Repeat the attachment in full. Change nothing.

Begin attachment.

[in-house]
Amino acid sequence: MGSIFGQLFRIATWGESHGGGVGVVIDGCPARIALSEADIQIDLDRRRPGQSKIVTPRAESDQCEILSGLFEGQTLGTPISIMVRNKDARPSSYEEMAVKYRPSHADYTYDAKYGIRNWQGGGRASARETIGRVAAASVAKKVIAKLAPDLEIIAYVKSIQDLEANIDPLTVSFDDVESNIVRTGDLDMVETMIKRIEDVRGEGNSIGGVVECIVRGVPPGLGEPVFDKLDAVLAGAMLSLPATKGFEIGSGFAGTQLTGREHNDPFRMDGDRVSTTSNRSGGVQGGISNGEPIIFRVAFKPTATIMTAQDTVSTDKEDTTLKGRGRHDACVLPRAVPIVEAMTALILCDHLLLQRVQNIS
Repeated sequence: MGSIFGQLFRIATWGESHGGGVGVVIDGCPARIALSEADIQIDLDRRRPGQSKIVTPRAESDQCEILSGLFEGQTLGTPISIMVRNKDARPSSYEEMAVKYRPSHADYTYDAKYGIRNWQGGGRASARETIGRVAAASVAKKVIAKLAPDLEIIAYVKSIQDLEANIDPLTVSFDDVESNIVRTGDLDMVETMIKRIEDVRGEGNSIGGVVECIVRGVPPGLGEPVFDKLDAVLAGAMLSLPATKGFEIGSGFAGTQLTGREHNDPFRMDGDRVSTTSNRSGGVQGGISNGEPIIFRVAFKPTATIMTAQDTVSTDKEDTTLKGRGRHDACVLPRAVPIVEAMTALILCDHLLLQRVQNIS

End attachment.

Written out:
[in-house]
Amino acid sequence: MGSIFGQLFRIATWGESHGGGVGVVIDGCPARIALSEADIQIDLDRRRPGQSKIVTPRAESDQCEILSGLFEGQTLGTPISIMVRNKDARPSSYEEMAVKYRPSHADYTYDAKYGIRNWQGGGRASARETIGRVAAASVAKKVIAKLAPDLEIIAYVKSIQDLEANIDPLTVSFDDVESNIVRTGDLDMVETMIKRIEDVRGEGNSIGGVVECIVRGVPPGLGEPVFDKLDAVLAGAMLSLPATKGFEIGSGFAGTQLTGREHNDPFRMDGDRVSTTSNRSGGVQGGISNGEPIIFRVAFKPTATIMTAQDTVSTDKEDTTLKGRGRHDACVLPRAVPIVEAMTALILCDHLLLQRVQNIS
Repeated sequence: MGSIFGQLFRIATWGESHGGGVGVVIDGCPARIALSEADIQIDLDRRRPGQSKIVTPRAESDQCEILSGLFEGQTLGTPISIMVRNKDARPSSYEEMAVKYRPSHADYTYDAKYGIRNWQGGGRASARETIGRVAAASVAKKVIAKLAPDLEIIAYVKSIQDLEANIDPLTVSFDDVESNIVRTGDLDMVETMIKRIEDVRGEGNSIGGVVECIVRGVPPGLGEPVFDKLDAVLAGAMLSLPATKGFEIGSGFAGTQLTGREHNDPFRMDGDRVSTTSNRSGGVQGGISNGEPIIFRVAFKPTATIMTAQDTVSTDKEDTTLKGRGRHDACVLPRAVPIVEAMTALILCDHLLLQRVQNIS